All phishing attacks launched across the Internet come from one of just five networks of zombie PCs, according to research published by security firm CipherTrust this week.
CipherTrust based its claim on data collected from companies that use its IronMail messaging security product. By analysing phishing emails to find the IP addresses of the computers that sent them, CipherTrust says it found that every day a different set of around 1,000 zombie computers were used to deliver phishing emails.
Phishing emails typically purport to come from a major financial institution, and try to trick the recipient into visiting a fake Web site and revealing their banking details.
By monitoring which computers were involved with which phishing attacks, CipherTrust concluded that each one was part of one of five zombie networks, also called botnets. A zombie PC is one that has been secretly taken over by a malicious hacker, typically when the user falls victim to a virus.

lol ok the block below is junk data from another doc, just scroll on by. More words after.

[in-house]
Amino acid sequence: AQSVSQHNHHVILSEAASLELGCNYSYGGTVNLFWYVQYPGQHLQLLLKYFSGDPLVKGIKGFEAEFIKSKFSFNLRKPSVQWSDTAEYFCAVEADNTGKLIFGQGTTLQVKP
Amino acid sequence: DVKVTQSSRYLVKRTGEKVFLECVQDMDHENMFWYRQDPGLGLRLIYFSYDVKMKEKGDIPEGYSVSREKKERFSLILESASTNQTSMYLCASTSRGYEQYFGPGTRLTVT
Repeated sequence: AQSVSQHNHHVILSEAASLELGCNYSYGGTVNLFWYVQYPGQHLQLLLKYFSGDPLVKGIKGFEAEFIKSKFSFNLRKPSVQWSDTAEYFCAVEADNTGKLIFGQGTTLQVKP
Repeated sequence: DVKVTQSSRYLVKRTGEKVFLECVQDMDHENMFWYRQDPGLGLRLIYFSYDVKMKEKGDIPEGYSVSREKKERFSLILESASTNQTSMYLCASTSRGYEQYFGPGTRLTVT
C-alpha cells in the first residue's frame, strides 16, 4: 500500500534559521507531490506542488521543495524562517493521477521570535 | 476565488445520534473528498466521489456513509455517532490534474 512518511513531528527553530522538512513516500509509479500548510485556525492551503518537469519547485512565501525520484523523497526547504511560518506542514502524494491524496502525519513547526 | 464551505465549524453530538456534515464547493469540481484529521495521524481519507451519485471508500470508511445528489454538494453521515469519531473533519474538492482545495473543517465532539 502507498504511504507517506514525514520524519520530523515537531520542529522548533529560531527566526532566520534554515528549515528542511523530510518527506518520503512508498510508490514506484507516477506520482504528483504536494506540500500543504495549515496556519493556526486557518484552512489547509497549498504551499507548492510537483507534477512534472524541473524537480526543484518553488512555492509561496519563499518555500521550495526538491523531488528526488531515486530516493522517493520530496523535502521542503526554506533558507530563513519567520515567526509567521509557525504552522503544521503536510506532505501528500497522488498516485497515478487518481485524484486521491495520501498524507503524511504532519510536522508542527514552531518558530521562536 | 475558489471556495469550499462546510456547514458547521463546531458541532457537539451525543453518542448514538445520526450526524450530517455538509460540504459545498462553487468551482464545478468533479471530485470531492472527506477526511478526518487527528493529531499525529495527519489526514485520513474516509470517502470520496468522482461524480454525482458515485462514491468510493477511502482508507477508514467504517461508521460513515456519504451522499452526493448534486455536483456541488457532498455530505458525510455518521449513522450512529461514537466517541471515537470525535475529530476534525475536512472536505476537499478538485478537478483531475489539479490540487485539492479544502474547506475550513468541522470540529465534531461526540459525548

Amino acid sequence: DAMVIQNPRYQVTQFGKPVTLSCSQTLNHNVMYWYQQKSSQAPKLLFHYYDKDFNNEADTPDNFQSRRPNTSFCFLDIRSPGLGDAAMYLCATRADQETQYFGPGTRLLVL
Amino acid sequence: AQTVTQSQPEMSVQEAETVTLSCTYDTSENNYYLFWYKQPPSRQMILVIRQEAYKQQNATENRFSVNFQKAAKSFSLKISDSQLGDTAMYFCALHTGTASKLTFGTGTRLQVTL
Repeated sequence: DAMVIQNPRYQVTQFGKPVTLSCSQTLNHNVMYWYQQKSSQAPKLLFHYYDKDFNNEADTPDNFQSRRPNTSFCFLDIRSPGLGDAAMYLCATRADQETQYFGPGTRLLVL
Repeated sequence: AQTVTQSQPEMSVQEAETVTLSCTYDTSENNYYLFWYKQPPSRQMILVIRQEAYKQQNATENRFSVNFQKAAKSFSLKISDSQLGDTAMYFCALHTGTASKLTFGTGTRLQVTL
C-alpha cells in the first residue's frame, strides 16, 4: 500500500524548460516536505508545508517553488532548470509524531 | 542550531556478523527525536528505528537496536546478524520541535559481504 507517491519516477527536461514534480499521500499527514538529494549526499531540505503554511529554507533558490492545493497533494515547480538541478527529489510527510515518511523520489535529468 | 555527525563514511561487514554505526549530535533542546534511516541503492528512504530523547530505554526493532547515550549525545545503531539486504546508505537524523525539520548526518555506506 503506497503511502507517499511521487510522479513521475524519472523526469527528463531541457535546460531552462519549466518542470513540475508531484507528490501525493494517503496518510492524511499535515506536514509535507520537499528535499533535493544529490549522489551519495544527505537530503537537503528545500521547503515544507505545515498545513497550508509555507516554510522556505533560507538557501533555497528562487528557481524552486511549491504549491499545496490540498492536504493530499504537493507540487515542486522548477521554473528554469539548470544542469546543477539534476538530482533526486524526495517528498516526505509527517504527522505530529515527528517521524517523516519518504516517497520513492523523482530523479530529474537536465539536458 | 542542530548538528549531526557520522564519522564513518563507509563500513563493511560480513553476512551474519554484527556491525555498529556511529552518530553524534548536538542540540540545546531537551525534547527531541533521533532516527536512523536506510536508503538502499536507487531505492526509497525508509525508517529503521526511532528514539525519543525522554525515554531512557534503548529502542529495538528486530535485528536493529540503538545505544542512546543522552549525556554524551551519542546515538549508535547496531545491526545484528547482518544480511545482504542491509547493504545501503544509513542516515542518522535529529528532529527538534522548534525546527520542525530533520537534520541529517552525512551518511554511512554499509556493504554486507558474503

"Phishing attacks represent a collaboration of the world's most skilled hackers and organised crime -- instead of breaking into the bank to take money, phishers are tricking users into handing over their account information, or rather the electronic keys to the vault," said Paul Judge, chief technology officer at CipherTrust, in a statement.
More than 32 percent of these zombies were based in the US, and 16 percent in the Republic of Korea. The remaining 52 percent of phishing zombies were spread across 98 other countries, with just over 4 percent based in the UK.
CipherTrust also found that 70 percent of zombie PCs are also used to send spam, which confirms the views of anti-spam expert Steve Linford.